Key regulatory considerations
The MFDS has established a number of specific goals for the pharmaceutical industry in South Korea. First, as part of President Park's goal to "open a new era of safe society and happiness for all people," the Minister of the MFDS, Chung Seung, has stated that his goal is "to become a globally recognised nation for food and drug safety" (4). Strategies for his work include promoting consumer participation in safety efforts.
There have also been changes to Korean pricing for drugs that have had the effect of slowing pharmaceutical market growth in recent years. In the past, Korean pharmaceutical companies had primarily focused on generics, with name-brand drugs produced by international companies. In January 2012, in response to rapidly rising healthcare costs, the government announced its plan to cut the price of drugs dramatically once patents expire. Previously, drug prices had been capped at 80% of original prices once the patent expired for original drugs, with generics capped at 68%. The new pricing scheme lowered those caps to a range of 59.5% to 70% for innovator drugs for the first year, and additional cuts after that (5). The stated goals of these cuts were twofold: to reduce the percent of government spending for drugs and to encourage Korean companies to pursue more innovative research. The Ministry of Health and Welfare also pledged financial incentives to companies that make innovative drug development a priority.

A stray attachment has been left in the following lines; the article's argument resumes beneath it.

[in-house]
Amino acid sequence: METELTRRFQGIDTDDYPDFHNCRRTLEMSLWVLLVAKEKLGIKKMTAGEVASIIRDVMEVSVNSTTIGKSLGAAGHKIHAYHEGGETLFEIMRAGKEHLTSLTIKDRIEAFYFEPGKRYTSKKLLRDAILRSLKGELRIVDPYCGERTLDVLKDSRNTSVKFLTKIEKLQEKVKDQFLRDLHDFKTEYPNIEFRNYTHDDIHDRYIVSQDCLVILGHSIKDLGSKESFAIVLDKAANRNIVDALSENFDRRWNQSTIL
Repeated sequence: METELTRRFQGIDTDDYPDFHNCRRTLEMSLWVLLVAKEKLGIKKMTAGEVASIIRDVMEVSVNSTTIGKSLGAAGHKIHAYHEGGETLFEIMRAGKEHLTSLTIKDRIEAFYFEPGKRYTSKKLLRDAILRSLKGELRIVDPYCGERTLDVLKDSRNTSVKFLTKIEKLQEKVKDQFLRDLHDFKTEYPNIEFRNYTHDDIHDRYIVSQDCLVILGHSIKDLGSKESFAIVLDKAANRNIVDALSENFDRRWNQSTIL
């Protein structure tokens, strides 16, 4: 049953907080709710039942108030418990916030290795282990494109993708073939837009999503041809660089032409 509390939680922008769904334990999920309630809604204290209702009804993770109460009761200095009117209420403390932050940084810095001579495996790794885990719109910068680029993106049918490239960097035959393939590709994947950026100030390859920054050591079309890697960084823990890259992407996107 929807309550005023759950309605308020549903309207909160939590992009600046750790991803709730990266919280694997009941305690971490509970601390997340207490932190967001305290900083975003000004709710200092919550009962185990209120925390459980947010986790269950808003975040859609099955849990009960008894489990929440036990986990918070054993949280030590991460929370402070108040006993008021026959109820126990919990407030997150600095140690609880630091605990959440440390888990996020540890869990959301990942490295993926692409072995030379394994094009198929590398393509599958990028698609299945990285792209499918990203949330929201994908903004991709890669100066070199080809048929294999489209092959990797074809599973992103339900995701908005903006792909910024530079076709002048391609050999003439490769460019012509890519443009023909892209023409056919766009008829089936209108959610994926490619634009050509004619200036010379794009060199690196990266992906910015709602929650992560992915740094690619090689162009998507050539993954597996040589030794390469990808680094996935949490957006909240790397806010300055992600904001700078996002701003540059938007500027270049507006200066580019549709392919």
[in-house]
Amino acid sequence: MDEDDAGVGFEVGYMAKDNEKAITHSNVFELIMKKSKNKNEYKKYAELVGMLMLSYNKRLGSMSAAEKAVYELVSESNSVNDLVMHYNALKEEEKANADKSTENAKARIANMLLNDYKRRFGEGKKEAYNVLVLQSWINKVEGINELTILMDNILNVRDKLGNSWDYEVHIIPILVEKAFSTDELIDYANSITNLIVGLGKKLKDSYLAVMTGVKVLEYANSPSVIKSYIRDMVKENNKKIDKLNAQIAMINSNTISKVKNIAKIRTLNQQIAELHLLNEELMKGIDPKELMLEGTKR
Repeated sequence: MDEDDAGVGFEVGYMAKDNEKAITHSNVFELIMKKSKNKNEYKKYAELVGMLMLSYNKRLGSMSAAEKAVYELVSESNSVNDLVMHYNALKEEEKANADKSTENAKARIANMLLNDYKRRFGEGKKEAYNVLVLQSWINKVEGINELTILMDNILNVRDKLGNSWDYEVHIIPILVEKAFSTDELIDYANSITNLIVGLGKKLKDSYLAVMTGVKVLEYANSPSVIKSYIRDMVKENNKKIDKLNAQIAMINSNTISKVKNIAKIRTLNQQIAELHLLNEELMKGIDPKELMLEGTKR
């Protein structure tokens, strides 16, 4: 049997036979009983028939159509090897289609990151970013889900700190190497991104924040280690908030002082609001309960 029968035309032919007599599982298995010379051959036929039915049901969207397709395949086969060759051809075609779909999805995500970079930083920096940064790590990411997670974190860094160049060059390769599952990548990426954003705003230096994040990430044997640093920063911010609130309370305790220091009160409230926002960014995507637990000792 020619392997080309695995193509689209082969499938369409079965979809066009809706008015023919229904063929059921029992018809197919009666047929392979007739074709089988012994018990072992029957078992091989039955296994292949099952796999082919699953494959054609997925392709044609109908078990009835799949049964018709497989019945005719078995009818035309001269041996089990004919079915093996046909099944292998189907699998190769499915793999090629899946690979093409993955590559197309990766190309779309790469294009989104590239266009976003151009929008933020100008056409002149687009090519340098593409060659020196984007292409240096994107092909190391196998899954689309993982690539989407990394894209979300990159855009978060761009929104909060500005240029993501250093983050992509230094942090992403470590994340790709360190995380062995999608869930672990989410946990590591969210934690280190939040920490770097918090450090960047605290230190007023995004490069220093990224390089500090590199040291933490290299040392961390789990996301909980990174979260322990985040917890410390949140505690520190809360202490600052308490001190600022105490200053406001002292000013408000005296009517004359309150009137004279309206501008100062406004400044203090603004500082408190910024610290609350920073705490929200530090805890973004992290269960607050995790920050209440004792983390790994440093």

The MFDS has also worked in recent years to expand the manufacture of biosimilars. In 2009, the Ministry introduced regulatory guidelines and funding to promote biosimilar development. The stated goal of the government is for South Korea to achieve 22% global market share by 2020. The government's funding has been supplemented with private funding, with investments from companies such as Samsung Electronics ($389 million over five years) (6).
Other regulatory changes include the Korea-US Free Trade Agreement, which went into effect in March 2013. This agreement reduced tariffs between the two countries, and creates additional protection for patented drugs from generics-drug competition by increasing the testing requirements (and associated expenses) for generics and specifies additional data protection requirements.
Implications for successful market entry and in-region partnering
South Korea, with its pharmaceutical market ranked in the global top 10 with sales of approximately $16.5 billion in 2011, clearly offers significant business opportunity. Trade has become significantly easier with the recent signing of the South Korea-EU Free Trade Agreement (FTA) in July 2011 and South Korea-United States (KORUS FTA) in March 2012. KORUS is widely seen as the most significant free-trade agreement ratified by the US since the North American Free Trade Agreement (NAFTA). For the US, KORUS-FTA opens up Korea's $1 trillion economy to "America's workers and businesses, while also strengthening our economic partnership with a key Asia-Pacific ally," said US Trade Representative (USTR) Ron Kirk (7). Along with KORUS-FTA, there has also been a significant commitment to strengthening to intellectual property rights and enforcement provisions.